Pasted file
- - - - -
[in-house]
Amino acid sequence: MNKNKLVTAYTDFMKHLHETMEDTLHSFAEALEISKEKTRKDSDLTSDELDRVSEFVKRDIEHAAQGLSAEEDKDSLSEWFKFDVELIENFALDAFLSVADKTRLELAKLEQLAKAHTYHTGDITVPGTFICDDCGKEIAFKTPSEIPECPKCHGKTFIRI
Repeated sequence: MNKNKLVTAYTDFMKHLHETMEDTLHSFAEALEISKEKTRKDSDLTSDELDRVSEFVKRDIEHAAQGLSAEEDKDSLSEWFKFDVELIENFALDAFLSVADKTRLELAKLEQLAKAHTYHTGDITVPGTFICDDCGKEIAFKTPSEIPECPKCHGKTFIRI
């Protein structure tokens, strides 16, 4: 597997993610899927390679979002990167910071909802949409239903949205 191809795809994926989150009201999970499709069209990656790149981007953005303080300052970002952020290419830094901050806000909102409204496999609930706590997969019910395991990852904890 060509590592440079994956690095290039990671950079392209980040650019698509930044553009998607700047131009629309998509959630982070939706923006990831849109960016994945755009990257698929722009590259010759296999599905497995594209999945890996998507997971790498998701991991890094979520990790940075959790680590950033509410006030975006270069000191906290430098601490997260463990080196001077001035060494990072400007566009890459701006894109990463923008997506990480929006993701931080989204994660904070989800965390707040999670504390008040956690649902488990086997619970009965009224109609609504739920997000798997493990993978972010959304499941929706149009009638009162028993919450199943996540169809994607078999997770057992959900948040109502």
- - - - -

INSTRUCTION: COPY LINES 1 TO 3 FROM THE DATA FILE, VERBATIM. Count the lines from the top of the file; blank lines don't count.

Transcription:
[in-house]
Amino acid sequence: MNKNKLVTAYTDFMKHLHETMEDTLHSFAEALEISKEKTRKDSDLTSDELDRVSEFVKRDIEHAAQGLSAEEDKDSLSEWFKFDVELIENFALDAFLSVADKTRLELAKLEQLAKAHTYHTGDITVPGTFICDDCGKEIAFKTPSEIPECPKCHGKTFIRI
Repeated sequence: MNKNKLVTAYTDFMKHLHETMEDTLHSFAEALEISKEKTRKDSDLTSDELDRVSEFVKRDIEHAAQGLSAEEDKDSLSEWFKFDVELIENFALDAFLSVADKTRLELAKLEQLAKAHTYHTGDITVPGTFICDDCGKEIAFKTPSEIPECPKCHGKTFIRI